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Middle school

Education Dissertations

Curriculum and Instruction

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A Meta-Analysis Of The Effects Of Problem- And Project-Based Learning On Academic Achievement In Grades 6-12 Populations, Kimberly J. Jensen Aug 2015

A Meta-Analysis Of The Effects Of Problem- And Project-Based Learning On Academic Achievement In Grades 6-12 Populations, Kimberly J. Jensen

Education Dissertations

Researchers and proponents of problem- and project-based learning (PBL) indicate that PBL as a curriculum and instruction approach (Savery, 2006; Schmidt, Loyens, Van Gog, & Paas, 2007) provides an effective way for teachers to respond to students’ needs, provides opportunities for students to actively engage in and take responsibility for learning by engaging in meaningful and relevant work, and provides students opportunities to directly apply their knowledge and skills (Hmelo-Silver & DeSimone, 2013; McCombs, 2010; Parker et al., 2011). Although primary research within secondary (6-12) contexts indicated that problem-and project based learning (PBL) is often superior to traditional, lecture-based instruction (Mergendoller, Maxwell, & Bellisimo, 2006; Wirkala & Kuhn, 2011) and meta-analyses at the post-secondary level indicated that PBL is at par with or superior to traditional, lecture-based instruction (Dochy, Segers, Van den Bossche, & Gijbels, 2003; Vernon & Blake, 1993; Walker & Leary, 2009), a synthesized and quantified exploration of the strength of relationship between PBL and academic achievement within middle high school student populations (Grades 6-12) was needed. The results in this meta-analysis indicate that overall, PBL students outperformed traditionally instructed students, g = 0.54, on content and skills exams across academic subject types and grade levels. Analysis of the funnel plot suggests publication bias; however, an adjustment of the mean effect using Duval and Tweedie’s (2000) Trim and Fill rendered a similar summary effect of g = 0.50. Although the mean summary effect is relatively robust, effect sizes varied depending on subject area and specific types of ...


An Investigation Of The Factors That Influence Students’ Long Term Application Of Environmental Literacy Skills, Helena Nitowski May 2015

An Investigation Of The Factors That Influence Students’ Long Term Application Of Environmental Literacy Skills, Helena Nitowski

Education Dissertations

Schools today are commissioned to provide students with a solid foundation in global citizenship. Future leaders must be knowledgeable problem solvers who can apply those skills to better the world. An awareness of global issues along with a sense of urgency and strength to act are needed for the welfare of all. The achievement of these goals must promote active involvement both at the personal and community levels. This research study investigated the factors related to the long-term environmental literacy skills of students who attended a school with an international and global studies curriculum. Within that curriculum, focus was placed ...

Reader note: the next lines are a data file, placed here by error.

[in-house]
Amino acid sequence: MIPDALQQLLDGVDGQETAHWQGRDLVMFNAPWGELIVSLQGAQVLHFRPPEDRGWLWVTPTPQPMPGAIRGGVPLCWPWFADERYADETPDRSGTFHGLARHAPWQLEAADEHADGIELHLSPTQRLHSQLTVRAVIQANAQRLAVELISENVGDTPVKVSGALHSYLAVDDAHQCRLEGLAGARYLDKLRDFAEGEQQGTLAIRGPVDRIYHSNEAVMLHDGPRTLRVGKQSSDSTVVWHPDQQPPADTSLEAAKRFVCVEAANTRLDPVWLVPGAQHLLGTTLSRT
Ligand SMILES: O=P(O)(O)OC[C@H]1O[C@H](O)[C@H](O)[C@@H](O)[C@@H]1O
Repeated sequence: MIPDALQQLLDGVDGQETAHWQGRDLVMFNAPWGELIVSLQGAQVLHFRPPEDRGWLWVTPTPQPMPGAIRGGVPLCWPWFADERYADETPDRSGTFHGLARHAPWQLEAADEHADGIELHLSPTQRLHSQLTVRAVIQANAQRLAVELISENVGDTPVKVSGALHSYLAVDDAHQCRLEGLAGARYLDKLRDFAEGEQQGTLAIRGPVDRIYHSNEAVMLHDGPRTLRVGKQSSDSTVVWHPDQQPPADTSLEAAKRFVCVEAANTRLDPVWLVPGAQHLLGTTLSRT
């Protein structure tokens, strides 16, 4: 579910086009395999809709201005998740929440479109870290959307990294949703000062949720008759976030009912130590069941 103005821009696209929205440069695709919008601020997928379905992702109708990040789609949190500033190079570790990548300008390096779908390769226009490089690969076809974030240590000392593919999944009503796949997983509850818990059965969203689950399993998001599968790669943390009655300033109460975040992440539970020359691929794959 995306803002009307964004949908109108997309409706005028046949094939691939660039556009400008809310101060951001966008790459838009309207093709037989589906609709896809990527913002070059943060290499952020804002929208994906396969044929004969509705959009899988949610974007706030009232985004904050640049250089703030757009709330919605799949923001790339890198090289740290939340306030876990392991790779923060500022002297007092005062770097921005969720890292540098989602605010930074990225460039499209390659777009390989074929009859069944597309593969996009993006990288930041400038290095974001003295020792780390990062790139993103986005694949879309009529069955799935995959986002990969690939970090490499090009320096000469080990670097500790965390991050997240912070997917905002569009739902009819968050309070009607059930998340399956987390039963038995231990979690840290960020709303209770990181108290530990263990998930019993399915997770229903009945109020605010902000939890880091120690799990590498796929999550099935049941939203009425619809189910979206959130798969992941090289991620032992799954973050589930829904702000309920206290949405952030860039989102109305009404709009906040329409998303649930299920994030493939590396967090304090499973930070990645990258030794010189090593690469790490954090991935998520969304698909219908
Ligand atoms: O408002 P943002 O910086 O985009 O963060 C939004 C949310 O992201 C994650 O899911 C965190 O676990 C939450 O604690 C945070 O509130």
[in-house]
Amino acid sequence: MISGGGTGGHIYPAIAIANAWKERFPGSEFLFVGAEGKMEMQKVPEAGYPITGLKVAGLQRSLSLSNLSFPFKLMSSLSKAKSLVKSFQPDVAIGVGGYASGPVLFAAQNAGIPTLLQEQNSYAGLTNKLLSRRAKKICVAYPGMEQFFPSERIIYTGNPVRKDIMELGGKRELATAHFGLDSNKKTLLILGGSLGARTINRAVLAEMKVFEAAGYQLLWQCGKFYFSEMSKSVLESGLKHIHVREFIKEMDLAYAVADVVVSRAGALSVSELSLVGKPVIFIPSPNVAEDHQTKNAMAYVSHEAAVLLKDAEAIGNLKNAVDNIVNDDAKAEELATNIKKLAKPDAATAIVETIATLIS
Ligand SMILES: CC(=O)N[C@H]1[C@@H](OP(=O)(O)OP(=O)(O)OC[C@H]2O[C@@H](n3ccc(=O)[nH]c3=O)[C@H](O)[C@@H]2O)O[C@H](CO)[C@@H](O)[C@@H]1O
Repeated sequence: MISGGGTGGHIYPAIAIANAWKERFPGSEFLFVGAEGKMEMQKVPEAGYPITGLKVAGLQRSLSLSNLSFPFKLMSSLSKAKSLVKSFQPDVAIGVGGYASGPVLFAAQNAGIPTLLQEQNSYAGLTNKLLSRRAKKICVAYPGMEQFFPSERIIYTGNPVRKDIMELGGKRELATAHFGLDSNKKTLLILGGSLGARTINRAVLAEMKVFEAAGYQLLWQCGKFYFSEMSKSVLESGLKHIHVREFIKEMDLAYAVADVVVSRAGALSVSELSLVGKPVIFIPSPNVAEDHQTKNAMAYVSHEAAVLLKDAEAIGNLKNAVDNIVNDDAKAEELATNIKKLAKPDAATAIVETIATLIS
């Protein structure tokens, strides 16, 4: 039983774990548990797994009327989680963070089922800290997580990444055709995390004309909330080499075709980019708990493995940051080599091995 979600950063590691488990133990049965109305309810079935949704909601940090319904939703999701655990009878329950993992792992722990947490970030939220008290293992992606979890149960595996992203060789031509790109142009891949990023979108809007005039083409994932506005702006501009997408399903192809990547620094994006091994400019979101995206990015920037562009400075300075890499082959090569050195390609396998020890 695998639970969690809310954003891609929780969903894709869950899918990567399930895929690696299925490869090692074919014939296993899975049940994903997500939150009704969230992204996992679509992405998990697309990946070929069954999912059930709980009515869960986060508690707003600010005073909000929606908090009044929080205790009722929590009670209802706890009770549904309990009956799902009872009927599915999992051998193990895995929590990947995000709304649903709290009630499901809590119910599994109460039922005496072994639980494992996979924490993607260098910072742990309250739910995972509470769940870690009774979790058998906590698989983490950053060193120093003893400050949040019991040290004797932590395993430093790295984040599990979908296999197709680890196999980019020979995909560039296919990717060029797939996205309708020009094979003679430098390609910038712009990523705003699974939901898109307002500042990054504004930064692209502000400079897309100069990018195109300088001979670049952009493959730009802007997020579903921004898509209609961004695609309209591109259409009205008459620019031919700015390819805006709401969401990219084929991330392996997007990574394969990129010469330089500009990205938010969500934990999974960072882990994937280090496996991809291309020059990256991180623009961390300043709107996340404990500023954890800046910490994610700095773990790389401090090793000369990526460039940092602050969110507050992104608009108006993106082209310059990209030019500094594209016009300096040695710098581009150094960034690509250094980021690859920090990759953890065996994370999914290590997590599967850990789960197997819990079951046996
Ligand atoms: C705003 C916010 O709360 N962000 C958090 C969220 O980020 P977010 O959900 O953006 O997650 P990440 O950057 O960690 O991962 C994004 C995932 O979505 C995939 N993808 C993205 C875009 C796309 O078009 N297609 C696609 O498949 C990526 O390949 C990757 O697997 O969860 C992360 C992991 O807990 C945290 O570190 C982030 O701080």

The Effects Of Gender And Type Of Inquiry Curriculum On Sixth Grade Students’ Science Process Skills And Epistemological Beliefs In Science, Kristy L. Zaleta May 2014

The Effects Of Gender And Type Of Inquiry Curriculum On Sixth Grade Students’ Science Process Skills And Epistemological Beliefs In Science, Kristy L. Zaleta

Education Dissertations

The purpose of this study was to investigate the impact of gender and type of inquiry curriculum (open or structured) on science process skills and epistemological beliefs in science of sixth grade students. The current study took place in an urban northeastern middle school. The researcher utilized a sample of convenience comprised of 303 sixth grade students taught by four science teachers on separate teams. The study employed mixed methods with a quasi-experimental design, pretest-posttest comparison group with 17 intact classrooms of students. Students’ science process skills and epistemological beliefs in science (source, certainty, development, and justification) were measured before ...


Effects Of Scaffolding Higher Order Thinking Questions On Reader Self-Efficacy And Critical Thinking Of Sixth Grade Students, Jason L. Mckinnon May 2012

Effects Of Scaffolding Higher Order Thinking Questions On Reader Self-Efficacy And Critical Thinking Of Sixth Grade Students, Jason L. Mckinnon

Education Dissertations

This study examined the potential benefits of instructional strategies that scaffold the development of higher order thinking (HOT) questions on reader self-efficacy and critical thinking. Another goal of this study aimed to investigate the relationship between reader self-efficacy and critical thinking. The explicit instruction of HOT questions involves four steps: (a) selecting Bloom’s revised taxonomy to identify effective question strands; (b) assessing HOT questions use through the Classroom Practice Record (CPR); (c) implementing strategy instruction focusing on explicit scaffolding techniques and allowing time to practice the implementation of strategies during assigned lessons for a period of eight weeks; and ...